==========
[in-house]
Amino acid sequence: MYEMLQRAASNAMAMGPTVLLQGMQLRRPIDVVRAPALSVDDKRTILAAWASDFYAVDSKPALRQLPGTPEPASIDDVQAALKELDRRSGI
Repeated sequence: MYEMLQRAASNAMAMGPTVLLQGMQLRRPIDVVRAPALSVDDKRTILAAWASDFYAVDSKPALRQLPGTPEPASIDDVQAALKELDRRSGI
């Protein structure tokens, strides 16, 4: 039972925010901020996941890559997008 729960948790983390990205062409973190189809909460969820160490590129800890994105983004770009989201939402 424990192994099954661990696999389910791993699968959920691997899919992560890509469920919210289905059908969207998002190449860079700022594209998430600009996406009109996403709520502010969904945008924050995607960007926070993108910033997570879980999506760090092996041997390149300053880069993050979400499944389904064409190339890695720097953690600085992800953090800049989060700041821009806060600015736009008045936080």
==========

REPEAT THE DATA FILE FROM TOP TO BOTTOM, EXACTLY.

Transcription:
[in-house]
Amino acid sequence: MYEMLQRAASNAMAMGPTVLLQGMQLRRPIDVVRAPALSVDDKRTILAAWASDFYAVDSKPALRQLPGTPEPASIDDVQAALKELDRRSGI
Repeated sequence: MYEMLQRAASNAMAMGPTVLLQGMQLRRPIDVVRAPALSVDDKRTILAAWASDFYAVDSKPALRQLPGTPEPASIDDVQAALKELDRRSGI
């Protein structure tokens, strides 16, 4: 039972925010901020996941890559997008 729960948790983390990205062409973190189809909460969820160490590129800890994105983004770009989201939402 424990192994099954661990696999389910791993699968959920691997899919992560890509469920919210289905059908969207998002190449860079700022594209998430600009996406009109996403709520502010969904945008924050995607960007926070993108910033997570879980999506760090092996041997390149300053880069993050979400499944389904064409190339890695720097953690600085992800953090800049989060700041821009806060600015736009008045936080």